Monday, May 22, 2006

Whatever Did Happen To Your Soul? I Heard You Sold It. To Some Old Boy Who Lived Uptown. Who Could Afford It.

"It was a blast. We'd like to thank everyone who took the ride with us and let us ride with them."

As far as swan songs go, The Afghan Whigs 1965 was quite a whopper. Accompanied by a press release citing the above obligitory thanks to the fans, Greg Dulli and Co. shuffled off into the dark night. But what they left behind, the stereophonic evidence of a career marred by logistical differences and a status never rising above cult level, is hands down their best album. Full of soul, full of lust, full of vignettes straight from the underbelly of society. The Whigs were true soul fans, and 1965 is a shining testament of their talent. Even though Dulli has gone on to greater musical heights with the sensational Twilight Singers, this is still one album you should have in your collection. For your listening (dis)pleasure:

The Afghan Whigs: Crazy

The Afghan Whigs: Somethin' Hot

The Afghan Whigs: 66

The Afghan Whigs: Neglekted

Friday, May 19, 2006

I Cherish The Twilight. I Maximize, My Soul Is The Right Size. I Watch For The Power To Run Out On The Moon (And That'll Be Sometime Soon.)

Criminally underrated, De La Soul's Buhloone Mindstate remains today one of my favorite hip hop albums. Boasting a surreal, laid back vibe missing since their debut, De La eschewed the claustrophobic production of their near perfect sophmore release De La Soul Is Dead and instead focused on what they do best: laying down puzzle-piece like word play over sparse soul beats. For your listening (dis)pleasure:

De La Soul: Ego Trippin' Part 2

De La Soul: Eye Patch

De La Soul: I Am I Be

De La Soul: Area

::BONUS:: De La Soul: Ego Trippin' Part 3 (Egoristic Mix)

Tuesday, May 16, 2006

Remember A Time When All Was Not Fine. And Up From The Dingy Sewers Came Four Lousy Thieves. Who Flourished Like Trees. Behold The Raconteurs.

What a difference a band makes. Realizing he couldn't contain his power-pop urges any longer, Jack White coralled Detroit buddy Brendan Benson and two-fourths of The Greenhorns to record their absolutely devestating debut album Broken Boy Soldiers. This lo-fi masterpiece is laced with more psychedelic harmonies than a Time/Life 60's rock compilation but never at any time does it feel like the vibe is forced. With a tight sound and even tighter production, The Raconteurs really shouldn't be considered a "super group" a la The Yardbirds or Derek & The Dominos. They're better than that. For your listening (dis)pleasure:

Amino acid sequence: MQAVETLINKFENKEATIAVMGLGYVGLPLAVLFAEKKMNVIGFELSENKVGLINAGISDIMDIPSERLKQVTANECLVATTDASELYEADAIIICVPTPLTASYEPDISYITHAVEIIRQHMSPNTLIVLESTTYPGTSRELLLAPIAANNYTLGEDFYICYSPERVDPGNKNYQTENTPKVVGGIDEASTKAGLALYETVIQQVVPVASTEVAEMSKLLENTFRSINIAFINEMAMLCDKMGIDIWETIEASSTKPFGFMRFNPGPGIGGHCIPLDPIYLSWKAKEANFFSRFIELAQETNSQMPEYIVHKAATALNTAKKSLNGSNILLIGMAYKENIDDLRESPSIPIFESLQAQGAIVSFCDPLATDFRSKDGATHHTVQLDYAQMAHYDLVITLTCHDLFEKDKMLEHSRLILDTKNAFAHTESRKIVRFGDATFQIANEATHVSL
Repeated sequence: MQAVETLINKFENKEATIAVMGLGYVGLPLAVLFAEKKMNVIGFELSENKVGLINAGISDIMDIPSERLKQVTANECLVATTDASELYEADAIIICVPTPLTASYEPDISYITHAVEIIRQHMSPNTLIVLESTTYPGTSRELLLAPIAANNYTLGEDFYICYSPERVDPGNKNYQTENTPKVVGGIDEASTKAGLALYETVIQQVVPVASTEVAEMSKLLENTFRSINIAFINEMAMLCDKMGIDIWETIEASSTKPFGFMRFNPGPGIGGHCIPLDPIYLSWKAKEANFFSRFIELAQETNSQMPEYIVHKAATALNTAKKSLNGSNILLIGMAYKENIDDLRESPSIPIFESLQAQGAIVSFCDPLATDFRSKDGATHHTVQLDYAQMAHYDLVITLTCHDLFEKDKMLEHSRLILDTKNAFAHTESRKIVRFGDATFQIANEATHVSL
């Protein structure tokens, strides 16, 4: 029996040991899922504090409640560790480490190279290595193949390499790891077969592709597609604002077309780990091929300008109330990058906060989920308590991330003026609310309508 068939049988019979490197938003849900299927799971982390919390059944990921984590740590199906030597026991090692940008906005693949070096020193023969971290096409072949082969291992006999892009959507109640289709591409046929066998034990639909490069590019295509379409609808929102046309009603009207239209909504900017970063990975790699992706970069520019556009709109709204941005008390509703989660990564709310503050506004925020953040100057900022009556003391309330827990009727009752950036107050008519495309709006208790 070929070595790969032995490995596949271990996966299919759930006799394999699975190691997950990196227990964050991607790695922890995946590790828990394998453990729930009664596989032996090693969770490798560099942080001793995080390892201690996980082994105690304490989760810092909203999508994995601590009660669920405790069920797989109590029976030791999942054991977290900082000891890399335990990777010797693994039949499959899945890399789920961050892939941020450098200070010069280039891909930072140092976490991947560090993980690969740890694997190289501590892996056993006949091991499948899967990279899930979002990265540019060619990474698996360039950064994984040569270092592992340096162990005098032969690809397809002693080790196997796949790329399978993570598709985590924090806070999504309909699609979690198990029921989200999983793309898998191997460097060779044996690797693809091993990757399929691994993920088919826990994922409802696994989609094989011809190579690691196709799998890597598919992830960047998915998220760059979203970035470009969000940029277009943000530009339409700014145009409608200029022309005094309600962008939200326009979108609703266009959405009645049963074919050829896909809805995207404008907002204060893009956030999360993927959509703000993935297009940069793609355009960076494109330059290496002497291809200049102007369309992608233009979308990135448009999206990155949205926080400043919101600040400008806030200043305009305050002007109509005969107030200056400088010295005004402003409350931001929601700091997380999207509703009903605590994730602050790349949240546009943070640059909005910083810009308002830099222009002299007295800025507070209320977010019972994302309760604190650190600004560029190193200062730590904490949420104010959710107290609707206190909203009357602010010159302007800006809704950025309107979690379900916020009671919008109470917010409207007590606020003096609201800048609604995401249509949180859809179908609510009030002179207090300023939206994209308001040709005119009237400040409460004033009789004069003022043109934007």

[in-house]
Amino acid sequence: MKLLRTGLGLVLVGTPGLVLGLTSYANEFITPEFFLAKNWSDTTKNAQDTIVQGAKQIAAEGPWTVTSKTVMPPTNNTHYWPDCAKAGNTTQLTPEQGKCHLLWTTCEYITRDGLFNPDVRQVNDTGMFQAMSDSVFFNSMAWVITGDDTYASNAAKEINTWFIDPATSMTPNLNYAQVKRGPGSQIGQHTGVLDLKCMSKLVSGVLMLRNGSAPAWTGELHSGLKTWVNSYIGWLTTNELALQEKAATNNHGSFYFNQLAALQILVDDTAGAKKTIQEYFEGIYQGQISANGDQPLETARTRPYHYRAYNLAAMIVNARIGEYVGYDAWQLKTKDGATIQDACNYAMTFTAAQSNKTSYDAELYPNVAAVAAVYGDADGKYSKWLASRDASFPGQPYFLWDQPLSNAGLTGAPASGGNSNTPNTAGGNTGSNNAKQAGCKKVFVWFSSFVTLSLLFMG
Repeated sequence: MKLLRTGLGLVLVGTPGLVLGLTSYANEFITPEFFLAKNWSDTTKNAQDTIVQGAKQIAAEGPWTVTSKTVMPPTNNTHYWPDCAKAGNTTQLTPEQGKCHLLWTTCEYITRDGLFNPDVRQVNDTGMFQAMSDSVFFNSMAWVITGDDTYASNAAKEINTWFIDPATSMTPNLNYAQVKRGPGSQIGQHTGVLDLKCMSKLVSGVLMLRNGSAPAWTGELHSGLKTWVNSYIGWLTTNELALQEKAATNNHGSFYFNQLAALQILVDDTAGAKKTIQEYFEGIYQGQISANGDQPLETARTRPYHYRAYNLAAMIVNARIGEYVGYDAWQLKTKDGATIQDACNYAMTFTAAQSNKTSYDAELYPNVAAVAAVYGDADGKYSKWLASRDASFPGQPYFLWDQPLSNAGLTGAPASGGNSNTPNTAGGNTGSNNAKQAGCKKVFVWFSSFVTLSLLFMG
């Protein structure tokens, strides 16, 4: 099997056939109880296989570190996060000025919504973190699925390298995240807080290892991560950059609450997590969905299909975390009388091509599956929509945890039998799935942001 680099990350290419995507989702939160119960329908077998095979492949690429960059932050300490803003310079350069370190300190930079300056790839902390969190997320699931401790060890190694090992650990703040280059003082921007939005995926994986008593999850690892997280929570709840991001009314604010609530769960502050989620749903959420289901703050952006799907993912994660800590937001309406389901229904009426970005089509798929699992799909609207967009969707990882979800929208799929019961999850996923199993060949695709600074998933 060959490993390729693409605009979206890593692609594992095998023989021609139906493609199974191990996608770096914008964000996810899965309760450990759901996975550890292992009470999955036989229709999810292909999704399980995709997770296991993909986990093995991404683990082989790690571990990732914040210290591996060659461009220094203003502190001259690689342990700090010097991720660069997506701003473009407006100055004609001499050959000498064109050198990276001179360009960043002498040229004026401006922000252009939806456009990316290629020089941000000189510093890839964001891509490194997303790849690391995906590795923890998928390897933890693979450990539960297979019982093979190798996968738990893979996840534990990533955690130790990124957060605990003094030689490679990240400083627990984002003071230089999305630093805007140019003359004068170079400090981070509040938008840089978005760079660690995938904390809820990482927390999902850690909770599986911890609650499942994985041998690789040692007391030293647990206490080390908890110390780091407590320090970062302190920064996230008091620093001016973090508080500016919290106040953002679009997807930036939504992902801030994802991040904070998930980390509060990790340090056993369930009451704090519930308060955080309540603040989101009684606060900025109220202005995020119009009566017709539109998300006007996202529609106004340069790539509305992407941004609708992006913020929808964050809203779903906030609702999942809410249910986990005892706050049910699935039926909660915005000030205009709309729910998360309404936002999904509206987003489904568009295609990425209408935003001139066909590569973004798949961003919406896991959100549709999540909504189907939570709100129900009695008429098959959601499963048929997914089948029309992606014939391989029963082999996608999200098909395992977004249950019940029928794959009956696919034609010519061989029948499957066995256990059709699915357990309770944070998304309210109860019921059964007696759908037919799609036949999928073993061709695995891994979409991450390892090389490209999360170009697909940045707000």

The Raconteurs: Level

The Raconteurs: Hands

The Raconteurs: Call It A Day

The Raconteurs: Blue Veins

Saturday, May 06, 2006

The Lazy Players, The Sun Behind The Start. We Travelled Through Jungles, In The Tiger Sweet Parts.

Listening to Be Your Own PET reminds me of Saturday band practices in my parents garage circa 1991. Loud. Fast. Blast furnace temperatures perfect for fucking shit up. I wonder if the Yeah Yeah Yeah's can hear this battle cry all the way from Nashville. Combining a mixed love of The Stooges, T Rex, Television, and early Blondie, BYOP display some serious chops on their new self titled L.P. out June 6 on Thurston Moore's Ecstatic Peace label. Don't believe me? For your listening (dis)pleasure:

Be Your Own PET: Bicycle, Bicycle, You Are My Bicycle

Be Your Own PET: Adventure

Thursday, May 04, 2006

You Should Get Your Story Straight Before I Start To Doubt It. `Cause If You've Worn Your Lipstick Off I Wanna Hear About It.

So, I'm not perfect by a long shot. There are times when I overlook things and wonder what the hell I was thinking. Such is the case with Phantom Planet's self-titled sophmore album. Laying in bed last week, crippled with pneumonia, I lamented the fact that this album sat on my shelf for over a year before being inserted into my stereo. Packed with haunting melodies and hooks tightly wound up in a ball of distortion, Phantom Planet is the sound of a band coming of age. Forget their debut album The Guest. Forget the fact that they provide the theme song to The O.C. And certainly purge from your mind the fact that actor Jason Schwartzman used to be their drummer. Just focus on lead singer/guitarist Alex Greenwald's killer knack for writing songs that remain in your subconcious long after the album has finished playing. For your listening (dis)pleasure:

Phantom Planet: Knowitall

Phantom Planet: 1st Things 1st

Phantom Planet: Big Brat

Phantom Planet: You're Not Welcome Here

::BONUS:: Mark Ronson feat. Alex Greenwald of Phantom Planet: Just (Radiohead cover)